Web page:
Just after 8:10 p.m. PT Wednesday night, a strong earthquake struck off the northwest coast of Vancouver Island, registering as an initial magnitude of 6.7, but was quickly downgraded to magnitude 6.6. The quake was shallow, with the US Geological Survey showing the epicentre focused 94 kilometres south of Port Hardy, and only around 11 kilometres under the ocean floor.

    The quake shook Vancouver Island and the coast of the mainland, rattling windows, causing light fixtures and window blinds to sway back and forth for minutes and gave residents from Port Hardy to Tacoma, Washington — nearly 500 kilometres to the southwest — a collective dizzy spell. Fortunately, the earthquake

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  • Just in time for Earth Day 2014, the US National Oceanic and Atmospheric Administration (NOAA) released their monthly summary for March of this year, and the news isn't good for the planet.

    It may not have seemed like it to most of us living in Canada and the United States, but according to temperature data collected by NOAA from all around the world, over land and ocean, March 2014 is the fourth warmest March seen since record keeping began in 1880. NASA data agrees. It was also the warmest since March 2010, which is considered to be the warmest month of March on record so far, and 2010 was overall the warmest year on record.

    The warmest regions of the planet in March 2014 — when compared to the 30 years prior to 2010 — were across Asia and eastern Europe, through the western United States and in Australia. There was also a somewhat worrisome rise in temperatures though the Arctic over Alaska and the Yukon, and particularly in northern Siberia, courtesy of the polar vortex.

    It was

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  • Heavy rains add to flooding worries in New Brunswick

    Flood waters surround this cottage in Waterford, N.B. on April 16, 2014.Residents of New Brunswick desperately need a break from the flooding that has struck the province over the past week, but it appears that any relief will have to be delayed as heavy rains drenching the province today and tomorrow add even more water to already-overloaded streams and rivers.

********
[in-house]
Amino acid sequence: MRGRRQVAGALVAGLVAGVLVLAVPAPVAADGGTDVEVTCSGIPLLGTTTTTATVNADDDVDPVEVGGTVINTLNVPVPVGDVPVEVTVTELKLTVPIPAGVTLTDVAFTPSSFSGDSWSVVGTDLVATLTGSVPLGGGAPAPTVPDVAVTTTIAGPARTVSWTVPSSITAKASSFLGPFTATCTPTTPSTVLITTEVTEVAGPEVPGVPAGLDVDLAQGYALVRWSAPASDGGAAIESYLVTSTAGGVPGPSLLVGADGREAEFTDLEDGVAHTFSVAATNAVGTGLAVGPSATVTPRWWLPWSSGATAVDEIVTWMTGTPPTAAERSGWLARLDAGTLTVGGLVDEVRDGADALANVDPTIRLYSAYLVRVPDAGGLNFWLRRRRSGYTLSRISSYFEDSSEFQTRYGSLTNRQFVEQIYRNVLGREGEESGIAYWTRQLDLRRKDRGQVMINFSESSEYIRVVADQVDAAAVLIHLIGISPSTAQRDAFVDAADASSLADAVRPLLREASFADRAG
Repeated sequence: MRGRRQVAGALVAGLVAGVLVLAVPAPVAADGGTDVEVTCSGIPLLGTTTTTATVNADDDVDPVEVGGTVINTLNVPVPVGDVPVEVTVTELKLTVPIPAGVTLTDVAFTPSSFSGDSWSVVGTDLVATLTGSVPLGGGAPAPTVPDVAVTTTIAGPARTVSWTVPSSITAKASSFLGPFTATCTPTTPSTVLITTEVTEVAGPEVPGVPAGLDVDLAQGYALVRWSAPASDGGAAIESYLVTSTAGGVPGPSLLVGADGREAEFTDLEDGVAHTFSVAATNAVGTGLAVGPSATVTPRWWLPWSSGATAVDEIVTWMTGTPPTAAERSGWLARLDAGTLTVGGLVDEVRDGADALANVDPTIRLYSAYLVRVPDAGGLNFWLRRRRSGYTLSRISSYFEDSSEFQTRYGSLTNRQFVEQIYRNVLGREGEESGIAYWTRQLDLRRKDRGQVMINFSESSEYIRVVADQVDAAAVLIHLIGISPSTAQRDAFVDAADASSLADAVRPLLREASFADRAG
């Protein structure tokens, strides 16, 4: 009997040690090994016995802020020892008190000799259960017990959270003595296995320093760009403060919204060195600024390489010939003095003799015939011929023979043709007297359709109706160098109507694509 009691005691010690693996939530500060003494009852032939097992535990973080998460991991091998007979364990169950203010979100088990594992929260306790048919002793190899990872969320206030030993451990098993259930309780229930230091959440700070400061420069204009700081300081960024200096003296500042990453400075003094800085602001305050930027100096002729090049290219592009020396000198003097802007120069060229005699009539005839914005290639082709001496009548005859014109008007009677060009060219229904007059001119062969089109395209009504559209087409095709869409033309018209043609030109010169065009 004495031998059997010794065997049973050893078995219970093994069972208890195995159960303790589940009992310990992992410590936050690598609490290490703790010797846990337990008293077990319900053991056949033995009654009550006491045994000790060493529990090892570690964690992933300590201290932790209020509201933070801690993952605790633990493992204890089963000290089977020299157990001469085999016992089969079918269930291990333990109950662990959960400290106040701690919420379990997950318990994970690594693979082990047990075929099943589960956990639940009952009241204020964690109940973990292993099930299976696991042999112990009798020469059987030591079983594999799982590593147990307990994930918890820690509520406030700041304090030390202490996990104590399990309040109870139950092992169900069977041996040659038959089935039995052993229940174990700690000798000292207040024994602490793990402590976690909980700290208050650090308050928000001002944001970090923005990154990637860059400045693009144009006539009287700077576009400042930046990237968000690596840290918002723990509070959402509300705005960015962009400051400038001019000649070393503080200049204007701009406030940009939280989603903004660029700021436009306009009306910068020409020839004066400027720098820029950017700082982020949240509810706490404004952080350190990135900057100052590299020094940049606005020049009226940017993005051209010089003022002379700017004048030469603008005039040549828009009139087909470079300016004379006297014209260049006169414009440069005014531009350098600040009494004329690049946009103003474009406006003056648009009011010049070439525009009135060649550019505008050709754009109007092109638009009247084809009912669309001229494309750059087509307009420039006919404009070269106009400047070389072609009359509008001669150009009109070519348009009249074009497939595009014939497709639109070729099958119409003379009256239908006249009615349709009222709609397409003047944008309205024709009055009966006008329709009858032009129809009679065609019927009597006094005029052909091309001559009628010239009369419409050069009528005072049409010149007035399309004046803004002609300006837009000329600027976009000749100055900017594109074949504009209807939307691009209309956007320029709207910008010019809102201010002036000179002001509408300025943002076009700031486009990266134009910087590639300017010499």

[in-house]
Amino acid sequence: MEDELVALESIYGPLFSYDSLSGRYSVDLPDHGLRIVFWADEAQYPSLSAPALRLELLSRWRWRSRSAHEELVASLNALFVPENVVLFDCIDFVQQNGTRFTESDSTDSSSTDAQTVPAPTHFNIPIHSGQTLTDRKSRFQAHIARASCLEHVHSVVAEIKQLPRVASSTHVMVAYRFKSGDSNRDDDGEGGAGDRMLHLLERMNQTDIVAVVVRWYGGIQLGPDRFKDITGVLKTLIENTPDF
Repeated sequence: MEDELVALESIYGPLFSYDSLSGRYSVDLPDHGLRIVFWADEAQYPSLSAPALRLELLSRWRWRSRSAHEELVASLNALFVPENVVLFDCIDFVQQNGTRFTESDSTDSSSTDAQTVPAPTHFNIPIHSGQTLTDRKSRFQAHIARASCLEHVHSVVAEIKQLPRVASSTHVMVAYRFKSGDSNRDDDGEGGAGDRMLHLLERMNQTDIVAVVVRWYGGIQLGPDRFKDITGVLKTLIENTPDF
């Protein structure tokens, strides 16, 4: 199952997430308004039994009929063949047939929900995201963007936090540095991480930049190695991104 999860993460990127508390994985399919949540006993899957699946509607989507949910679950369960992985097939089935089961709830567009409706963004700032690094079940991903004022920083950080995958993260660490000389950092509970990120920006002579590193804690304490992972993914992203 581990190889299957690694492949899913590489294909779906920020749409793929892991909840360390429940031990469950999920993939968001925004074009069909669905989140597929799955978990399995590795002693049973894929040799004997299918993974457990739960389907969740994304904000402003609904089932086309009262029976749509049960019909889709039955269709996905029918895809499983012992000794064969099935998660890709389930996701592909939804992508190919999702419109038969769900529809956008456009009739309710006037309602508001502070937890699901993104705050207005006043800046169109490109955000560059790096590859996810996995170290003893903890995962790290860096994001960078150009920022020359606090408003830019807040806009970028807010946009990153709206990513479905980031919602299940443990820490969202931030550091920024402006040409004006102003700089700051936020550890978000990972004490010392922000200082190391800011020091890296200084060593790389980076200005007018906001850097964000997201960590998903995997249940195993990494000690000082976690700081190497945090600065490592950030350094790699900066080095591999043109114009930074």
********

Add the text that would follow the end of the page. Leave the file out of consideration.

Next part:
It's been a rough week across parts of Eastern Canada, as a rapid spring thaw combined with heavy rains filled waterways through eastern Ontario, southern Quebec and New Brunswick until they overflowed their banks. Evacuations were ordered in many regions as the waters rose, and states of emergency have been called to allow emergency workers to help those in need. While the spring thaw has continued into this week, adding even more melted snow to streams and rivers and raising the risk of ice jams across all these areas, a weather system pushing through the Maritimes is adding to the flood risk in New Brunswick as it dumps up to 30-40 mm of rain on the province over the next day or so.

    Water levels

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  • ISS astronauts successfully perform urgent repair spacewalk

    UPDATE 12:15 p.m. ET: The spacewalk performed by astronauts Mastracchio and Swanson went flawlessly. The two successfully swapped out the malfunctioning Multiplexer/Demultiplexer (MDM) backup computer with a spare MDM module that's been kept on board the station since 2001. NASA reported that this new MDM has booted up properly and it was looking good for taking over as the redundant computer on the station. The spacewalk took just over one and a half hours to complete.

    Original story follows.

    NASA astronauts Rick Mastracchio and Steve Swanson are headed outside the International Space Station this morning, on an urgent spacewalk to fix the station's broken backup computer.